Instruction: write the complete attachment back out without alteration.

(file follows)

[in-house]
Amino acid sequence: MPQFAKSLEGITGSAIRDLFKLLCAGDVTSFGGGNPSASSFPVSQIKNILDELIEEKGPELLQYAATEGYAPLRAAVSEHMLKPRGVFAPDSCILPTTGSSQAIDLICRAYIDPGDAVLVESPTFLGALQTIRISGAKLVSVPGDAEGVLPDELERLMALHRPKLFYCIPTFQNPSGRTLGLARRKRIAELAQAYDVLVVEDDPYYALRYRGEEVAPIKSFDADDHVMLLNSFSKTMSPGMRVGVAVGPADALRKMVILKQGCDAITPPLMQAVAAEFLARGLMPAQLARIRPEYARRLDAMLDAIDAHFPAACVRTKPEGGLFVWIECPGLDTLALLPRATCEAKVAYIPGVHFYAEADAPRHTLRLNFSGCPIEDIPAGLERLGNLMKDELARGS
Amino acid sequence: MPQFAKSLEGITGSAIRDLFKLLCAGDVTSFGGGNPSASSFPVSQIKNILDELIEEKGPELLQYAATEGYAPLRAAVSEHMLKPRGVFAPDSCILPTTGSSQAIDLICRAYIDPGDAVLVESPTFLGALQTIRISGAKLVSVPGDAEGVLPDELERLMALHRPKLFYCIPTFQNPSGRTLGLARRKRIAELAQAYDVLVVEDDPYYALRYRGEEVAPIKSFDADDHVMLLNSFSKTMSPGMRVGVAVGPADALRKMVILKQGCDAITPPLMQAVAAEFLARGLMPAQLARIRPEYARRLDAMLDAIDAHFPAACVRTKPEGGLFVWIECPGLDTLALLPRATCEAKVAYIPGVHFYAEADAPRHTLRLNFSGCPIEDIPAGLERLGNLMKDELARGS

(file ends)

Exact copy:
[in-house]
Amino acid sequence: MPQFAKSLEGITGSAIRDLFKLLCAGDVTSFGGGNPSASSFPVSQIKNILDELIEEKGPELLQYAATEGYAPLRAAVSEHMLKPRGVFAPDSCILPTTGSSQAIDLICRAYIDPGDAVLVESPTFLGALQTIRISGAKLVSVPGDAEGVLPDELERLMALHRPKLFYCIPTFQNPSGRTLGLARRKRIAELAQAYDVLVVEDDPYYALRYRGEEVAPIKSFDADDHVMLLNSFSKTMSPGMRVGVAVGPADALRKMVILKQGCDAITPPLMQAVAAEFLARGLMPAQLARIRPEYARRLDAMLDAIDAHFPAACVRTKPEGGLFVWIECPGLDTLALLPRATCEAKVAYIPGVHFYAEADAPRHTLRLNFSGCPIEDIPAGLERLGNLMKDELARGS
Amino acid sequence: MPQFAKSLEGITGSAIRDLFKLLCAGDVTSFGGGNPSASSFPVSQIKNILDELIEEKGPELLQYAATEGYAPLRAAVSEHMLKPRGVFAPDSCILPTTGSSQAIDLICRAYIDPGDAVLVESPTFLGALQTIRISGAKLVSVPGDAEGVLPDELERLMALHRPKLFYCIPTFQNPSGRTLGLARRKRIAELAQAYDVLVVEDDPYYALRYRGEEVAPIKSFDADDHVMLLNSFSKTMSPGMRVGVAVGPADALRKMVILKQGCDAITPPLMQAVAAEFLARGLMPAQLARIRPEYARRLDAMLDAIDAHFPAACVRTKPEGGLFVWIECPGLDTLALLPRATCEAKVAYIPGVHFYAEADAPRHTLRLNFSGCPIEDIPAGLERLGNLMKDELARGS